At the end of this recipe I will discuss Moretum in more detail and why I decided to choose it for this particular recipe.
Sautéed Beef & Onion Brunch Tartines
Topped with spinach and Parmesan Moretum, melted Fontina cheese, an olive oil poached egg and fresh Pico de gallo, finished with a drizzle of warm extra virgin olive oil
4 large cloves of garlic (minced)
4 -slices of a good quality round artesian bread (about 1’ thick)
1/2 cup extra virgin olive oil
½ tablespoon coarse ground sea salt
1 teaspoon fresh ground black pepper
2 ounces baby spinach
½ teaspoon wine vinegar
1 teaspoon fresh lemon juice
2 tablespoons grated parmesan cheese
¼ cup diced sweet onion
10 ounces thinly sliced beef strips
½ teaspoon Worcestershire sauce
2 ounces of Fontina cheese (cut into small cubes)
1 teaspoon fresh lime juice
2 tablespoon fresh Pico de gallo
Preheat oven to 450°F
Place bread onto a sheet pan, brush the tops liberally with olive oil and sprinkle lightly with salt and a generous amount of minced garlic. Place in oven and bake for 3 to 5 minutes or until bread just begins to crisp and brown.
While bread is toasting make the Mortem by placing a tablespoon of olive oil into a small sauté pan over medium high heat, add the spinach, 1/8 teaspoon of salt, ¼ teaspoon of black pepper and ¼ teaspoon of minced garlic. Cook stirring frequently until spinach starts to wilt and brighten in color. (1-2 minutes). Place cooked spinach into a food processor, add vinegar, lemon juice, ½ teaspoon minced garlic and parmesan cheese, blend until well combined, add two tablespoons olive oil and continue blending until smooth. Set aside until needed
Place a teaspoon olive oil into a large sauté pan over medium high heat, add onions to the pan and cook for 1 to 2 minutes or until translucent, season meat with ½ teaspoon each of salt and pepper, and add to pan in a single layer. Cook for 1 to 2 minutes more or until browned on one side, add Worcestershire sauce and cook an additional 30 second while stirring. (the meat should just be cooked through) Remove from heat and set aside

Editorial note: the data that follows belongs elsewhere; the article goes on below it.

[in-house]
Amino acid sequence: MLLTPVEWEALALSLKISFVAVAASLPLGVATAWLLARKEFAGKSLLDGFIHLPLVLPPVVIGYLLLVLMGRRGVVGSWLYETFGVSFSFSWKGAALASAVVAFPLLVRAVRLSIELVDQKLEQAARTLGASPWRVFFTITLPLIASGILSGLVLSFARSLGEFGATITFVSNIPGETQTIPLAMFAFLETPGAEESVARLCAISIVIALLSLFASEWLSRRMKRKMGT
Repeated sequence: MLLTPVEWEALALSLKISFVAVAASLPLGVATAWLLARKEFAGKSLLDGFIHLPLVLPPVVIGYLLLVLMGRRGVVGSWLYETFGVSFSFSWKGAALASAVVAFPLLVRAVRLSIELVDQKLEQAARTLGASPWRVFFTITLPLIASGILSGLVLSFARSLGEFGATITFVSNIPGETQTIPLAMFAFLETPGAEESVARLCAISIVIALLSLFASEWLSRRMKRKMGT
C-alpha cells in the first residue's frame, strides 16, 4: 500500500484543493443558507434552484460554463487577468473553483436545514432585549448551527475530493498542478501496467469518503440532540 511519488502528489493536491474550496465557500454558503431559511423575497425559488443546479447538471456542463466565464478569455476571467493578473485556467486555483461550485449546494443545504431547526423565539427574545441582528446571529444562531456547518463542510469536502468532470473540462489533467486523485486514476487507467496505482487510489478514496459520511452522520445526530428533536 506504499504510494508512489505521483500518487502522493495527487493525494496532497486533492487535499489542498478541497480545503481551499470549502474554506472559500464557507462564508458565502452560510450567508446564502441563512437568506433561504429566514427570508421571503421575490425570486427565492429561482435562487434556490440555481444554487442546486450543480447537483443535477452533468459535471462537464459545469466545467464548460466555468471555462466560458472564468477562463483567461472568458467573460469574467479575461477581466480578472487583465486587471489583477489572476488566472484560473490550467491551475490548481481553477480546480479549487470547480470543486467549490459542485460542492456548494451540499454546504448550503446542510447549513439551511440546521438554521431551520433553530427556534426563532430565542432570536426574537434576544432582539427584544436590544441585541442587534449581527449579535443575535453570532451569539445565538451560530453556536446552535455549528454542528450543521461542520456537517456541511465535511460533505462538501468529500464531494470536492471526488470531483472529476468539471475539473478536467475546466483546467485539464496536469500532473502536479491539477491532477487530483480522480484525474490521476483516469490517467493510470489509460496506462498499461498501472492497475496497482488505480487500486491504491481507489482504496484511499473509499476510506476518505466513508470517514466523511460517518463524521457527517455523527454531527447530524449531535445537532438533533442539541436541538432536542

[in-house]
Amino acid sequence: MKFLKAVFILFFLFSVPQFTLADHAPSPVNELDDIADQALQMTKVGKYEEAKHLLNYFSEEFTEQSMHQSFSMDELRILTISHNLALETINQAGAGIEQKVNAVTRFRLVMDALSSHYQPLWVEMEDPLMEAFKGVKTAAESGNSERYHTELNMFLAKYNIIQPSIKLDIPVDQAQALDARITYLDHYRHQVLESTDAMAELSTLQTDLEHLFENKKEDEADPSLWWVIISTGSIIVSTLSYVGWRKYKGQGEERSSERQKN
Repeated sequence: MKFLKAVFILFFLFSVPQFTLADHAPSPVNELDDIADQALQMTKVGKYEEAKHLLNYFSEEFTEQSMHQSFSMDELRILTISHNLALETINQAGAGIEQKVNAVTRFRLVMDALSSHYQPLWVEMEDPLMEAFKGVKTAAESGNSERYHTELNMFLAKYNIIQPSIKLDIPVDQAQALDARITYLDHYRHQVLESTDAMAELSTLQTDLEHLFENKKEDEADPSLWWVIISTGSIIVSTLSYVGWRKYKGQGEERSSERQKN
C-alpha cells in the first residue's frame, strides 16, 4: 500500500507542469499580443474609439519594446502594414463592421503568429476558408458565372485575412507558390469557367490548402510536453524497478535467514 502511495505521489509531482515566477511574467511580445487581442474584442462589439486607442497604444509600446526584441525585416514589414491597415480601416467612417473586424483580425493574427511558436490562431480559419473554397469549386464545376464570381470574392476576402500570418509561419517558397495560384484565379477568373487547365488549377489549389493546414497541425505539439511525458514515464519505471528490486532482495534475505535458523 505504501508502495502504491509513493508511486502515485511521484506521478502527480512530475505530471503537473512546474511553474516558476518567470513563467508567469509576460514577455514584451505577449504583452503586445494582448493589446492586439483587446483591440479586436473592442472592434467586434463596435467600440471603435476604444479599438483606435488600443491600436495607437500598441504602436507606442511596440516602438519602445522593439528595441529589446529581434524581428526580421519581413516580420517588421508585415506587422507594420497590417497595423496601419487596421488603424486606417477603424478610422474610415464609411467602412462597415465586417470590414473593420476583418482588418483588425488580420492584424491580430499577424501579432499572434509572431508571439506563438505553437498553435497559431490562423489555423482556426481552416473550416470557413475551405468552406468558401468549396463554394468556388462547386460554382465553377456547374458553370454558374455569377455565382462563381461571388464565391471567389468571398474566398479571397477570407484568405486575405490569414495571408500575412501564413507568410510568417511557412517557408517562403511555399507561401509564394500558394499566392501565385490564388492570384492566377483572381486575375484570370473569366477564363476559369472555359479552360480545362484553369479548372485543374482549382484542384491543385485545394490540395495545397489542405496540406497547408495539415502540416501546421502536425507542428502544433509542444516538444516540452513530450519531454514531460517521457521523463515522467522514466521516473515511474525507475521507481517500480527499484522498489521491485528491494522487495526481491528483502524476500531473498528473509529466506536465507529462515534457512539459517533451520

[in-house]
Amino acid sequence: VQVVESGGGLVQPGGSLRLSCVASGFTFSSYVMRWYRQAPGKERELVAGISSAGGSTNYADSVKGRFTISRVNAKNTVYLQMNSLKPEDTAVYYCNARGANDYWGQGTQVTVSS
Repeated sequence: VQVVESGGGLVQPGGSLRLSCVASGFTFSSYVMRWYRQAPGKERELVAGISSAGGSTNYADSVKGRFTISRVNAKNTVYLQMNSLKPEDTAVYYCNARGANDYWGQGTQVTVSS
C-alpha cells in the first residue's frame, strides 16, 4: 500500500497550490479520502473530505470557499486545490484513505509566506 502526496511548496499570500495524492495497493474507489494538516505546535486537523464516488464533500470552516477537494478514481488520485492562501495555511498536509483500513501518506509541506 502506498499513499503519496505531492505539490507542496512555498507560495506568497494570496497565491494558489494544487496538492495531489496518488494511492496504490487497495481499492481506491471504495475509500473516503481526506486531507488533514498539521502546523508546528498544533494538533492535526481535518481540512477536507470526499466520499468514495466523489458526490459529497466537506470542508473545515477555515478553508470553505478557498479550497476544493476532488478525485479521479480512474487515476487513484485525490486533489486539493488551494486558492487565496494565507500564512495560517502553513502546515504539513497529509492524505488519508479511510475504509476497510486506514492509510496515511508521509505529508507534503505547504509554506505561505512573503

Start assembling Tartines: Place about one quarter of the cooked beef mixture over top of each slice of toasted garlic bread then top each with about one quarter of the Mortem and Fontina cheese. Place back into the oven until cheese it well melted.
While cheese is melting add the lime juice to the Pico de gallo and stir.
In the meantime place the remaining olive oil into a sauté pan over medium heat, crack one egg at a time into the pan, once the egg whites start to set, carefully start spooning the hot oil over top until egg whites have set but egg yolks remain liquid. Remove from heat, sprinkle with salt and pepper. Top each tartine with a poached egg, then spoon about half a tablespoon of Pico de gallo over each, drizzle with some of the warm olive oil and serve.
Makes 4 Tartines
A moretum is a type of sauce or spread of ancient Roman origin very similar to an Italian pesto or French pistou. It was made using a mortar and pestle to crush garlic, cheese and fresh herbs together with a touch of vinegar and oil. The poet Virgil named one of his poems Moretum and as you may gather from the name of the poem it talks about this wonderful sauce and how a farmer one day made it to spread on his fresh bread. Although it seems many recipes use the terms moretum, pesto and pistou interchangeably there are some subtle differences. Moretum contains a small amount of vinegar which technically it is not found in the other two. A true pesto contains pine nuts and a pistou technically does not.
Another thing I would like to mention is that although all of these sauces call for herbs, leafy vegetables such as spinach, kale, beet greens etc can be used but to give the proper texture when using leafy vegetables instead of herbs it is best to sauté or blanch them first.
I chose to use a Moretum in this recipe because it not only added a nice fresh yet robust flavor but the slight acidity helped break up some of the heavier aspects of the recipe. The Pico de gallo served to do the same and the combination of the two gave a nice color contrast to the dish, making it as appealing to the eye as well as the palate.